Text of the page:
Seemingly becoming more and more accessible these days and offered in a range of locations from beauty salons to dentists, Botox is a popular and widely used treatment. However, it can become a costly, lifelong commitment. Here we’ve compiled information on some of the important bits you need to know, including how it works and how much you could expect to pay (now and in the long run).
What is Botox, really?
Initially seen as the go-to anti-wrinkle injectable solution for celebrities, Botox is the common brand name for botulinum toxin type A. Healthdirect Australia describes it as a purified neurotoxin complex (toxic to our nervous system) that can be used for some cosmetic and medical purposes.
Botox works by targeting the nervous system to stop nerve signals from reaching muscles. This causes muscles to relax and prevents the skin from creasing and causing wrinkles.
As it is highly toxic, Botox is available in Australia by prescription only.
How much does Botox cost?
The cost of a single Botox treatment could be anywhere between $300 to $700 according to an investigation by SBS Insight, depending on the area/s you target and how many units are required. The greater the area or number of areas you treat, the higher the cost.
According to SBS, a single unit can cost between $9 and $15, and a treatment to the forehead, for example, might require between 10 and 20 units. The effect is temporary, lasting for three to four months, which means it could become a repeat cost if you maintain treatments.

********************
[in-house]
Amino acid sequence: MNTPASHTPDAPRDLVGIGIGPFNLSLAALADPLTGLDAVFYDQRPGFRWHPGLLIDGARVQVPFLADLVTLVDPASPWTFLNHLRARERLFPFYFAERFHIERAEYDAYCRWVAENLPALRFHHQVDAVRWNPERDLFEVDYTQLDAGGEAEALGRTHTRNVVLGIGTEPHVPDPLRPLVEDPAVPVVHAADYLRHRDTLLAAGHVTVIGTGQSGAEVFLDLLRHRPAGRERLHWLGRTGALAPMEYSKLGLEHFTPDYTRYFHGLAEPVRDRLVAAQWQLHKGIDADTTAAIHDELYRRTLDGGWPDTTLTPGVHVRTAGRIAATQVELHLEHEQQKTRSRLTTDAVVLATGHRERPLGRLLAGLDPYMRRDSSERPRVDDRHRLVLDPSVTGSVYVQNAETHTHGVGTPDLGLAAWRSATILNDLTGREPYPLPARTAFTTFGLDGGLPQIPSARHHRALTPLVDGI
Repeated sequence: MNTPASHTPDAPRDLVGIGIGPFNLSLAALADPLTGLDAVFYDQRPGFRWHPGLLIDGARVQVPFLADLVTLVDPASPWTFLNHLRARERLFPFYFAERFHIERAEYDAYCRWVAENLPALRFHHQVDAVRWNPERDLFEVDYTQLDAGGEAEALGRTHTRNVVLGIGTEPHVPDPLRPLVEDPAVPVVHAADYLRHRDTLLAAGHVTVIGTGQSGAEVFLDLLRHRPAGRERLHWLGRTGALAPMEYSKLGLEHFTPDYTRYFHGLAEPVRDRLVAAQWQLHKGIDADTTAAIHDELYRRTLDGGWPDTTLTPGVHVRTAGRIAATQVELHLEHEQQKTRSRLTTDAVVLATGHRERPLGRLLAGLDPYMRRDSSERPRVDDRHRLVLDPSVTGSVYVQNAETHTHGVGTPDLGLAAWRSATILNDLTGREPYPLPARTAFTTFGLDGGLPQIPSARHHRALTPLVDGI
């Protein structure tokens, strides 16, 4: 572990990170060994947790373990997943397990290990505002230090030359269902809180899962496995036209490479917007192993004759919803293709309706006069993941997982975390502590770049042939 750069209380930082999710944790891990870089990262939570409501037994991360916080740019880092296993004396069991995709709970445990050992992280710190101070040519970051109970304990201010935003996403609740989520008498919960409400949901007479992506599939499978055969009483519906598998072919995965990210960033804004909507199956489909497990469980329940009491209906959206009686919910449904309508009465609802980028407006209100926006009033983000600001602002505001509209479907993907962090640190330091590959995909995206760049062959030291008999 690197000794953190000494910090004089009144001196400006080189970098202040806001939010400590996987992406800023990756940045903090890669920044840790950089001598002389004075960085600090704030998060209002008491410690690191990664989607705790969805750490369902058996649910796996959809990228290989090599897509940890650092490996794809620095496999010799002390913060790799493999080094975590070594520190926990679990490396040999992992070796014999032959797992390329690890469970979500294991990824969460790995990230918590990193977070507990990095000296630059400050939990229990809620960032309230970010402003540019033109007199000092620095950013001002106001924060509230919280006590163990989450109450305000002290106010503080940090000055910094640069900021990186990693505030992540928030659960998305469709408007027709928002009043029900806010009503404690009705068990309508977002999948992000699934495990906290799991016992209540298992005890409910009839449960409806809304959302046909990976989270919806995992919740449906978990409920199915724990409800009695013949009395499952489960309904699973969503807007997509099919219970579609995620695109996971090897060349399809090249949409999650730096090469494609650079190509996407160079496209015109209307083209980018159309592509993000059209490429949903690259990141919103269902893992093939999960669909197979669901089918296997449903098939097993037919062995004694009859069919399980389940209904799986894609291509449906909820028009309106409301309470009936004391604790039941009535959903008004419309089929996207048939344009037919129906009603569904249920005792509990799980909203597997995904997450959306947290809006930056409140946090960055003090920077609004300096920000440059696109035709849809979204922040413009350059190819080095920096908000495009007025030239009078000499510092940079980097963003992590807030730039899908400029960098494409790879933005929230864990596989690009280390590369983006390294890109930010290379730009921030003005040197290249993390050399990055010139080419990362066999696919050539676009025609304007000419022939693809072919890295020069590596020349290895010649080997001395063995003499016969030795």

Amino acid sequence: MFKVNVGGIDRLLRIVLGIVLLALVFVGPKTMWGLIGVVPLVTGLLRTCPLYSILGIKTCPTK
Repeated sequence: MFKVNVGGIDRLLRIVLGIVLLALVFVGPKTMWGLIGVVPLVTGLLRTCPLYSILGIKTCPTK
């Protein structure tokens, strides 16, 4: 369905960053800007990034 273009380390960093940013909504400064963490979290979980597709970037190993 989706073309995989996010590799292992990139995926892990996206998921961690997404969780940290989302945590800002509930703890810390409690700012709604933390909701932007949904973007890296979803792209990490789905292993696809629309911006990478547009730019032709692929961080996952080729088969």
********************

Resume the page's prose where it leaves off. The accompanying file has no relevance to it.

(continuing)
Despite the ongoing costs, the procedure remains popular in Australia. According to the Australasian College of Cosmetic Surgery (ACCS), Australians spend around $350m on Botox treatments each year. In fact, we spend more on cosmetic procedures per capita than the US.
Why would you get Botox?
Cosmetic Botox is generally used as an anti-wrinkle treatment for the upper face – typically targeting laugh lines, crow’s feet, and deeply ingrained forehead lines. However, Healthdirect Australia also lists a number of medical reasons for Botox use, such as for treatment of chronic migraines, teeth-grinding, incontinence and excessive sweating. It’s important you first talk to your GP to see if it’s suitable for you.
Is Botox covered by health insurance?
It’s unlikely that private health insurance will cover Botox in non-medically necessary cases, such as to improve appearance where no prior injury or acquired deformity exists. So, if it is purely a cosmetic procedure, it’s likely you’ll need to pay for all treatment costs.
If you need Botox for medical reasons, then you might be eligible to recover some costs. Currently, Botox is subsidised on the Pharmaceutical Benefits Scheme in some cases, such as when used to treat sufferers of chronic migraines.
Private health insurance may offer some cover for the costs of medically necessary treatments using Botox, depending on the terms and conditions of your policy. According to Canstar Research, Botox would fall under the category that the underlying issue being treated is in. For example, Botox injections to treat chronic migraines would fall under the Brain and Nervous System category, which is included in policies from the Bronze tier and up, but may also be included in a Basic Plus policy.